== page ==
We were going on vacation. That’s not unusual. Most families go at least once a year. We’re going on vacation, what’s the big deal?
Well, with us it is. My beautiful boy has autism, and being on vacation doesn’t mean you’re on vacation from autism. Not only the usual roadblocks stand in your way, like waiting, costs, and safety. But we are entering the “normal” world, leaving our safe cocoon. And who knows what will happen?
A few vacations ago, boy, did we ever find out what could happen.
It was only three years ago that we left for JFK airport. We’d flown before. Joey was fine, we knew the routine, and brought lots of toys for the plane, treats and books. A little extra clodine to calm him. And off we went.
That year, we got to the airport excited as ever. Nicholas, my typical boy, 12 at the time, was so thrilled he could barely handle it. We were going to Bush Gardens, in Tampa Florida.
We also had front-row tickets for a Yankees spring training game. We don’t go to the stadium often, and unfortunately most times we do, we can’t bring Joey. If he loses patience, it’s hard to leave when the seats cost so much. And to do that to my typical boy is not fair. But spring training would be perfect. We’d be right up close, which would give Joey a lot to look at. It’s more informal than a “real” game, and would cost less.
Our plans were made. We were going to the game and Busch Gardens—acting like a normal family.
They called our flight and Joey seemed fine. We showed our tickets and headed down the tunnel-walkway to the plane. All of a sudden, right at the plane doorway, Joey stopped. No no no, he said. We were shocked. Joey has three words and doesn’t use them often. Loudly, he said, no no no! He would not get on the plane. We tried to coax him with chips and soda. The captain even came out to offer his hat in bribery, but Joey would not budge. When we tried to push him and physically manipulate him to get him in the plane, my beautiful boy wet himself and started screaming. At that point we realized we couldn’t do this to him. We left the airport without going to Florida.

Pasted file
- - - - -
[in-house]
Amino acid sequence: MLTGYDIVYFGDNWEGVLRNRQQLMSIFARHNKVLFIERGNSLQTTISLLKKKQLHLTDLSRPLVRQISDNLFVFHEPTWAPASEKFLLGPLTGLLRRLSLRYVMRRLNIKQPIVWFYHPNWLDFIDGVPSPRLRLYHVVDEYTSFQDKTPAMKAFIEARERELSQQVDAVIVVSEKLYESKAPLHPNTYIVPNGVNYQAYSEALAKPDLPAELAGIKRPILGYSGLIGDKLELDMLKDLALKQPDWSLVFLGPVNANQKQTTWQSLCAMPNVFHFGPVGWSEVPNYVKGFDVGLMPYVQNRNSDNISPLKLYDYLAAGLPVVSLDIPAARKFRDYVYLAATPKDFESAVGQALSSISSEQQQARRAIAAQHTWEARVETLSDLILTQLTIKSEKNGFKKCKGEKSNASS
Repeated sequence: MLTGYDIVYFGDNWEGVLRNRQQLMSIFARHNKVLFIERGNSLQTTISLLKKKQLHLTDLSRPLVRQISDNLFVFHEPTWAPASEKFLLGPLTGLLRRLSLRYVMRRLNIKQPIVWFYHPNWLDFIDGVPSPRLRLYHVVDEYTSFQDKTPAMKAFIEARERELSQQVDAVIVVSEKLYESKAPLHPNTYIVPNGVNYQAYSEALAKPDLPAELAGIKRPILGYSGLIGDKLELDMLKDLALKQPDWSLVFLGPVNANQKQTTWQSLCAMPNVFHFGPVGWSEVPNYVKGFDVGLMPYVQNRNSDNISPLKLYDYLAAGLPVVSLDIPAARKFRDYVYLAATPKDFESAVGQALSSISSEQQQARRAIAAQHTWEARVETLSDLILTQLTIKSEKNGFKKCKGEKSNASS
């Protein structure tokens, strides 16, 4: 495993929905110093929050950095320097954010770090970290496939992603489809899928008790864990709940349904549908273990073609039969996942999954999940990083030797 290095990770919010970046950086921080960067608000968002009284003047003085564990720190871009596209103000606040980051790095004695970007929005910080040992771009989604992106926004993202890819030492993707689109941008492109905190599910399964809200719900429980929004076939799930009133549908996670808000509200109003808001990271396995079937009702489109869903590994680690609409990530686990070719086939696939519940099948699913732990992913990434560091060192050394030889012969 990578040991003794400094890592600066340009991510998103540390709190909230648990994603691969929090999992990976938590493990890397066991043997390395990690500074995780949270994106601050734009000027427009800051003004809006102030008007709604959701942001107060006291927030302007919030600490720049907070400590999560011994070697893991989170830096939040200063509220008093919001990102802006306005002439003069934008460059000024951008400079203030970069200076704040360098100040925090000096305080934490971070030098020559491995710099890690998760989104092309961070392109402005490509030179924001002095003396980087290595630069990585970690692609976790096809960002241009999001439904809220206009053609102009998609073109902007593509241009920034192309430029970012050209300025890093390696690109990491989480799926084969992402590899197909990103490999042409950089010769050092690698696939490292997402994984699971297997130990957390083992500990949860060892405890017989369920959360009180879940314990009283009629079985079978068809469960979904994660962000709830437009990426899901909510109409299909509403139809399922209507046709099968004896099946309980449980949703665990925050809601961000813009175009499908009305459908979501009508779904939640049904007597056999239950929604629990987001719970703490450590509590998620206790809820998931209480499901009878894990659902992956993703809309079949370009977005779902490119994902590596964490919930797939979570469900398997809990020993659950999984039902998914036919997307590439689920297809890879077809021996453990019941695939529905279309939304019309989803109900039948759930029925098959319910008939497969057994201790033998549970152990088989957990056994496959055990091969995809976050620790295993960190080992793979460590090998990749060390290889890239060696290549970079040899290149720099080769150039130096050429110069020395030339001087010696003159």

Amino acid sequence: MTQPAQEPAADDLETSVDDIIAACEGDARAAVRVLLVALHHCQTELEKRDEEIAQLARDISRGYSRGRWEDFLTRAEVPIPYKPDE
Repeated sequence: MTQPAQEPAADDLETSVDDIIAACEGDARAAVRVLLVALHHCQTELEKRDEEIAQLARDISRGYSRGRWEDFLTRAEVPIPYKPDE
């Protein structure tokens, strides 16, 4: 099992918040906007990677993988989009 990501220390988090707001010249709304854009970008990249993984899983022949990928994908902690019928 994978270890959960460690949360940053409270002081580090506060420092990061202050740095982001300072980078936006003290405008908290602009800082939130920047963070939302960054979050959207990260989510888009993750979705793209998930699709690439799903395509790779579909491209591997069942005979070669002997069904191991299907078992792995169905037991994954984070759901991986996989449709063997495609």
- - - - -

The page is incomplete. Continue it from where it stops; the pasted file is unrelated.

You could have heard our hearts beating in that car on the way home. We couldn’t speak. My son Nicholas was heartbroken, sad, and angry. My husband, the fixer, couldn’t fix this. And me, the mom, who was supposed to have all the answers, had nothing. In my head, all I could hear was, You have to make this work. Or else you will lose vacations to autism, too, and more important, so will Joey.
I got to work with our school district, and with their help and Joey’s home therapist, we tackled a new mission: to get Joey on a plane. And that we did. Everything from going to Westchester Airport (left) at least once a week to see and hear planes, to coloring planes, writing about planes, watching planes on the TV and computer, wearing headsets that made plane noises. Anything that could have to do with planes was done.
That was three years ago.
Just last month, we went to Florida again. Yes, on a plane. And as tears streamed down my face, I called Joey’s school class from our seats and told them, “We’re on the plane.” The yells and screams from that classroom were overwhelming. They acted as if I’d just told them they had won a million dollars.